I read three books over my week-long Christmas vacation. Before you get impressed by that, I should be honest about what I was doing. We spent our Christmas vacation traveling, so I had two six-hour car rides and flights to and from San Diego to do nothing but read (I tried to sleep on one flight, but every time I nodded off, my eight-year old would tap me and say, "Mom! You fell asleep!") So, while it's fresh in my mind, I thought I'd go over the last three.
1. They Can't Kill Us All by Wesley Lowery
This was, far and away, the heaviest of the three. It's a look at race and police violence by an amazing Washington Post reporter who has been covering pretty much non-stop since Ferguson. I had the amazing chance to learn from him during a reporting workshop last summer and, as he was speaking in Chicago, I grabbed my phone and pre-ordered his book. It was a quick read because the subject matter was so compelling. It was fascinating to read about the stories behind what we read in Lowery's news articles. It was also refreshing to hear him write of the mistakes he's made covering this complicated issue. It's not exactly uplifting, but it is fascinating and important and, if you're all interested in the topic, I'd recommend a read. I also recommend you follow him on Twitter.
2. Thanks for the Money by Joel McHale

Yeah, book number two took a dramatic turn in the other direction. I'm a Joel McHale fangirl from way back. I was a devotee of The Soup and the early days of Community. I also happen to think he's really handsome and has great hair. A co-worker lent me this book and I was really excited to read more about his life and what makes him tick. There was some of that - mostly at the beginning. Tales from his childhood and college life in Seattle were funny and I've watched enough of his stuff to hear the book in his voice. The latter half of the book turned into a mock self-help book about how to build your life and make it more like his. Is it funny? Of course. Do I recommend it? Meh. He uses a ton of footnotes in the book to tell the story and, while it's clearly a comedic device, it makes for really disjointed reading. It was a quick read, but that may be because I skimmed the last quarter.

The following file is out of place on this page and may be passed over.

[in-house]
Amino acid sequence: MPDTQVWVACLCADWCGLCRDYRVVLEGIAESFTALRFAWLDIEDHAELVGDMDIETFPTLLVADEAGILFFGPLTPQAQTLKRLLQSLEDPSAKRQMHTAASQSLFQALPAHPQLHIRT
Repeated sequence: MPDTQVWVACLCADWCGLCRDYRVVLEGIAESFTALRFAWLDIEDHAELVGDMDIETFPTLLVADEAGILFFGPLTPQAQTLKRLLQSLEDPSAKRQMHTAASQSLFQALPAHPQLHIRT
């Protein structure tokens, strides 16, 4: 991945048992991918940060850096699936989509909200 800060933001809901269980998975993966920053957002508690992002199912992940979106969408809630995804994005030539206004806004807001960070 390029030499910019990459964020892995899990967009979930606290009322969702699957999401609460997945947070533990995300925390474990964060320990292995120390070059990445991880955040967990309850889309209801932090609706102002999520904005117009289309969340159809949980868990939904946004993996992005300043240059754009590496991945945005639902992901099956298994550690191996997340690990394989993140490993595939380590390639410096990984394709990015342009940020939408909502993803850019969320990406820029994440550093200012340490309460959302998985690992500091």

3. Scrappy Little Nobody by Anna Kendrick
This was the cherry on top of my vacation binge reading dessert. I LOVE Anna Kendrick (so do you, unless you're some kind of awful person.) In addition to her movies, I love her on interview shows and on Twitter. She's unabashedly hilarious (she's also insanely hot, which is not fair. MY MOM SAID YOU DON'T GET TO BE BOTH!) While I consider myself a fan, I didn't know much about her; I actually thought she was Canadian. I read this book on one flight home from San Diego and was actually sad when it was done. It's a great look back at her life, beginning in community theater. It also shows how little she has changed as a person, despite this pretty quick rise to hot girl-super celeb status. She tells great stories of doing the press junket for Up in the Air, while going home to the crash pad apartment she'd had for years. This is such a great vacation/beach read. If you like her even at all (WHICH YOU SHOULD, WHAT IS WRONG WITH YOU??), pick it up.
So, that's my "Last 3" list. I think it shows the range of my reading interest. I typically wouldn't read three non-fiction books in a row, but it just kind of worked out that way. Then, I dove right into my first book of this 2017 experiment: A Man Called Ove. I have about 20 pages left, I'm in LOVE and can't wait to share the review.